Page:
Bioethics Blogs

Sunscreen, Gender norms, and Men’s Health

Samantha Brennan considers the effect of gender norms on men’s health and suggests that when it comes to health promotion, you’ve got to work with what you’ve got.


I’m the mother of two sons – teen and twenty-something sons. As I pack away tube after tube of unused sunscreen, I find myself thinking about gender norms. I check expiry dates. They’ll still be good next year. Maybe by then they’ll use sunscreen.

Generally speaking, though, boys and men don’t use sunscreen. They also pay the price for this. Boys and men between the ages of 15 and 39 are more than twice as likely to die of melanoma, than girls and women between these ages. According to the American Academy of Dermatology melanoma will kill 6,470 boys and men this year — and half as many girls and women.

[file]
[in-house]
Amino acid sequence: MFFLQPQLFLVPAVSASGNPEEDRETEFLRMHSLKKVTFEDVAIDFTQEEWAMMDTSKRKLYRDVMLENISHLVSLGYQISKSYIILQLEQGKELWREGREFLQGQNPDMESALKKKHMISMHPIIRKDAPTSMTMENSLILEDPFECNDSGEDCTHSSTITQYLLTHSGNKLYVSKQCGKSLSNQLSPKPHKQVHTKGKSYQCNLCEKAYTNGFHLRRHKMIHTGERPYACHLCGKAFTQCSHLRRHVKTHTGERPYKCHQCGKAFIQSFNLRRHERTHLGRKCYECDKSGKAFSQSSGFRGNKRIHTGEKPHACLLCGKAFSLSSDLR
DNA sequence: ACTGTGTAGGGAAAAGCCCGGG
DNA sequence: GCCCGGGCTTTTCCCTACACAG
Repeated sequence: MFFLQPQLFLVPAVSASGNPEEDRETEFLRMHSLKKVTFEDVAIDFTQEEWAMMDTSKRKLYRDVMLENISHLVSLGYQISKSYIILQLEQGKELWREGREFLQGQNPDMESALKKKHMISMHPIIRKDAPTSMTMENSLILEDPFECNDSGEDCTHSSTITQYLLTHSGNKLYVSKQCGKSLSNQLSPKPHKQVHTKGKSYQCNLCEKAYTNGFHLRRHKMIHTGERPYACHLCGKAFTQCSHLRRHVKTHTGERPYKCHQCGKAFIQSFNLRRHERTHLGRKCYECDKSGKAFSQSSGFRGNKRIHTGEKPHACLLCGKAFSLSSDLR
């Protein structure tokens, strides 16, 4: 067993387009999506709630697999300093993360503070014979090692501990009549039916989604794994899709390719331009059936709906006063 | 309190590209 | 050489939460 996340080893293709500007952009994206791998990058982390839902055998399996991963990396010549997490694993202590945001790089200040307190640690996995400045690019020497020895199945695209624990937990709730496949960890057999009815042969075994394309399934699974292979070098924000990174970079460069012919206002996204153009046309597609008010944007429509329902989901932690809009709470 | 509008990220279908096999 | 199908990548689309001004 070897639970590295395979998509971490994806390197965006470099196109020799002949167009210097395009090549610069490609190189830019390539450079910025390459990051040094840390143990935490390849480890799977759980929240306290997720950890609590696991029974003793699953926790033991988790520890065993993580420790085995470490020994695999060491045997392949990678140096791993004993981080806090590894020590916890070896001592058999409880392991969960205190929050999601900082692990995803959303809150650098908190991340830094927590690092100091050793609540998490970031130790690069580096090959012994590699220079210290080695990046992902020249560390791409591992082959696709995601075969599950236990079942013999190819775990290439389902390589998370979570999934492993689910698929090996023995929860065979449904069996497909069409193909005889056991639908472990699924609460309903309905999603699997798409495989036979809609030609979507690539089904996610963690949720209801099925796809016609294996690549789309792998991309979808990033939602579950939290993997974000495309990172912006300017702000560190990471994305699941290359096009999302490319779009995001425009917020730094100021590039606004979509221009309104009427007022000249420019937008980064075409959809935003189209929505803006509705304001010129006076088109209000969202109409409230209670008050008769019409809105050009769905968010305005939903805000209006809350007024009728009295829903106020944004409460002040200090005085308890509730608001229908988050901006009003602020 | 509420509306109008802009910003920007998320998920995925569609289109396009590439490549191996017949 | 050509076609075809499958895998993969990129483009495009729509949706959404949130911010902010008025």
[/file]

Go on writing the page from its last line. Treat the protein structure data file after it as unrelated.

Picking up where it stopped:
The explanation as to why so many men die from melanoma relies heavily on norms around gender. Most men hate putting lotion on their skin (too girly) and aren’t big on being afraid of things (not manly). They are also more likely to have outdoor jobs and do household tasks that involve being outside. Think about lawn-mowing and BBQ-ing. They also pay less attention to their skin and so don’t catch early warning signs.

Women, generally speaking, don’t mind putting on lotions and do pay attention to changes in their skin. They wear sunscreen to avoid premature aging and wrinkles and often also wear make-up year round that contains ingredients that protect their skin from the sun.

The views, opinions and positions expressed by these authors and blogs are theirs and do not necessarily represent that of the Bioethics Research Library and Kennedy Institute of Ethics or Georgetown University.